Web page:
International Journal of Biometeorology

, Volume 62, Issue 5, pp 733–740 | Cite as

Digital divide, biometeorological data infrastructures and human vulnerability definition

  • Pablo Fdez-Arroyabe
  • Luis Lecha Estela
  • Falko Schimt
Special Issue: Latin America/Caribbean


The design and implementation of any climate-related health service, nowadays, imply avoiding the digital divide as it means having access and being able to use complex technological devices, massive meteorological data, user’s geographic location and biophysical information. This article presents the co-creation, in detail, of a biometeorological data infrastructure, which is a complex platform formed by multiple components: a mainframe, a biometeorological model called Pronbiomet, a relational database management system, data procedures, communication protocols, different software packages, users, datasets and a mobile application. The system produces four daily world maps of the partial density of the atmospheric oxygen and collects user feedback on their health condition. The infrastructure is shown to be a useful tool to delineate individual vulnerability to meteorological changes as one key factor in the definition of any biometeorological risk. This technological approach to study weather-related health impacts is the initial seed for the definition of biometeorological profiles of persons, and for the future development of customized climate services for users in the near future.


Digital divide Co-creation Vulnerability App Risk 


  1. Castells M (1996) The information age: economy, society and culture. Vol. I. In: The rise of the network society. Blackwell, OxfordGoogle Scholar
  2. ESA (2016) Copernicus Initiative. Accessed on 10 Nov 2016
  3. Fdez-Arroyabe P (2013) Climate services and human health: a niche of opportunities for economic growth. Scientific annals of Alexandru Ioan Cuza. Geography Series 59(2):135–152 (on line versión) 2284-6379 eISNNGoogle Scholar
  4. Fdez-Arroyabe P (2015) Climate change, local weather and customized early warning systems based on biometeorological indexes. J Earth Sci Eng 5(2015):173–181 David publishing. doi: 10.17265/2159-581X/2015.03.002 Google Scholar
  5. Fdez-Arroyabe P, Lecha L (2008) Assessment of two biometeorological early warning systems based on contrast in Northern Spain. Proceedings of the Int. Conference of the Spanish Society of Climatology, pp. 781–92Google Scholar
  6. Freeman C, Louçã F (2002) As time goes by: from the industrial revolutions to the information revolution. Oxford University Press, USA 2002CrossRefGoogle Scholar
  7. Hand E (2010) Citizen science: people power. Nature 466(7307):685–687CrossRefGoogle Scholar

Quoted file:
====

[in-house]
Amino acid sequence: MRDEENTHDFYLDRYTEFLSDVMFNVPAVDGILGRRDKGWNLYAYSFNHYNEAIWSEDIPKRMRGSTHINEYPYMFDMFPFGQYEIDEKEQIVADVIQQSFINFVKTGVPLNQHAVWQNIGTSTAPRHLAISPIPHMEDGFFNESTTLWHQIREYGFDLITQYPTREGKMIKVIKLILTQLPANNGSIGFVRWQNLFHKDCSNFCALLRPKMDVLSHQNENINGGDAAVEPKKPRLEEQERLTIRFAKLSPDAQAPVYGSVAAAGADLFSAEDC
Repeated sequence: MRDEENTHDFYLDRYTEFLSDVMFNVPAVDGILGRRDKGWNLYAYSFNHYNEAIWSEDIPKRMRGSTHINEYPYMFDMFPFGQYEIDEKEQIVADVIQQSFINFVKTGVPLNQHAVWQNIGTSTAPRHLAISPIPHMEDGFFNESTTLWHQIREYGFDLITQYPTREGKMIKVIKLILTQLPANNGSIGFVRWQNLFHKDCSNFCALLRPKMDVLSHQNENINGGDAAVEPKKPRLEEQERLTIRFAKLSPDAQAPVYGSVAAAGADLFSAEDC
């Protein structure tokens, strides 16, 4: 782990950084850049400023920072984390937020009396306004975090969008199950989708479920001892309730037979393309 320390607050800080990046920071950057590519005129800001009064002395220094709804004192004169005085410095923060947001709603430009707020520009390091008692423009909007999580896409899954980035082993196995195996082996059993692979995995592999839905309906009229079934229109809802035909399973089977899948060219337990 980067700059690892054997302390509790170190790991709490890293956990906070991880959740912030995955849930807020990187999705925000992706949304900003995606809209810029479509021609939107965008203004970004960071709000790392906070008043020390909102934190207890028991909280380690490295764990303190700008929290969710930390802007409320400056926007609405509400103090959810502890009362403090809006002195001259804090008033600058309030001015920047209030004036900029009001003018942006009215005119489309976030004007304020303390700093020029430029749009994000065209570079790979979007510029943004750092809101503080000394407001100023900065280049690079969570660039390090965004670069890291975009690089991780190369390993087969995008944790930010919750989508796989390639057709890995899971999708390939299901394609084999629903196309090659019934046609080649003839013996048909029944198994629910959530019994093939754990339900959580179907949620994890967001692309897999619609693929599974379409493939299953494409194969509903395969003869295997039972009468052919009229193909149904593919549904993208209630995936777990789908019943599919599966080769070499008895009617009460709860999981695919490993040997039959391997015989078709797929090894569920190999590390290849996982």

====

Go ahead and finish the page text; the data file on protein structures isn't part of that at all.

8. Hewitt C, Mason S, Walland D (2012) The global framework for climate services. Nat Clim Chang 2:831–832CrossRefGoogle Scholar
  9. Irwin A (1997) Citizen science: a study of people, expertise and sustainable development. Sci Technol Hum Values 22(4):525–527CrossRefGoogle Scholar
  10. Janssen J, Stoyanov S, Ferrari A, Punie Y, Pannekeet K, Sloep P (2013) Experts’ views on digital competence: commonalities and differences. Comput Educ 68:473–481CrossRefGoogle Scholar
  11. Kalkstein LS, Jamason PF, Greene JS (1996) The Philadelphia hot weather-health watch/warning system: development and application. Bull Am Meteorol Soc 77(7):56–64CrossRefGoogle Scholar
  12. Kirch W, Menne B, Bertollini R (2005) Extreme weather events and public health responses. Ed. Springer-Verlag, ISBN 3–540–24417-4, 303 ppGoogle Scholar
  13. Kozlovszky M, Batbayar K, Garaguly Z, Karózkai K (2016) Multimodal biophysical data visualization for patient monitoring, 2016 I.E. 11th Int. Symposium on Applied Computational Intelligence and Informatics, (SACI), Timisoara, 2016, pp. 401–406. doi:  10.1109/SACI.2016.7507411
  14. Lecha L, Delgado T (1996) On a regional health watch and warning system. In: Proceedings of the 14th Int. Congress of Biometeorology, Ljubljana, Slovenia, part 2, vol. 3, 94–107Google Scholar
  15. Lecha L, Ortiz PL, Moya A, Estrada A (2008) A new world wide web for the public diffusion of biometeorological and bioclimatic forecasts. In XVIII ISB Congress, Tokyo, Japan; Hum2-P09Google Scholar
  16. Negroponte N (1995) Being digital. Hodder & Stoughton Ltd.Google Scholar
  17. Nonaka I, Takeuchi H (1995) The knowledge creating company: how Japanese companies create the dynamics of innovation. Oxford University Press, New York 1995Google Scholar
  18. Ovcharova VF (1981) Calculation of oxygen content in the air on the basis of meteorological parameters (pressure, temperature and humidity) for forecasting the effects of hypoxic conditions [in Russian]. Prob. Climatoterapia, Fisioterapia y Rehabilitación 2:29–34Google Scholar
  19. Sagiroglu S, Sinanc D (2013) Big data: a review, Collaboration Technologies and Systems (CTS), 2013 International conference on, San Diego, CA, 2013, pp. 42–47Google Scholar
  20. Servon LJ (2002) Bridging the digital divide, technology, community and public policy. Blackwell Publishing, HobokenCrossRefGoogle Scholar
  21. Warschauer M (2004) Technology and social inclusion, rethinking the digital divide. The MIT Press, MassachusettsGoogle Scholar
  22. WMO (2014) Implementation plan of the global framework for climate services. Access 14 May 14 2016.

Copyright information

© ISB 2017

Authors and Affiliations

  1. 1.Geography Department, Geobiomet Research GroupUniversity of CantabriaSantanderSpain
  2. 2.Centro de Estudio Ambientales (CESAM)Santa ClaraCuba

Personalised recommendations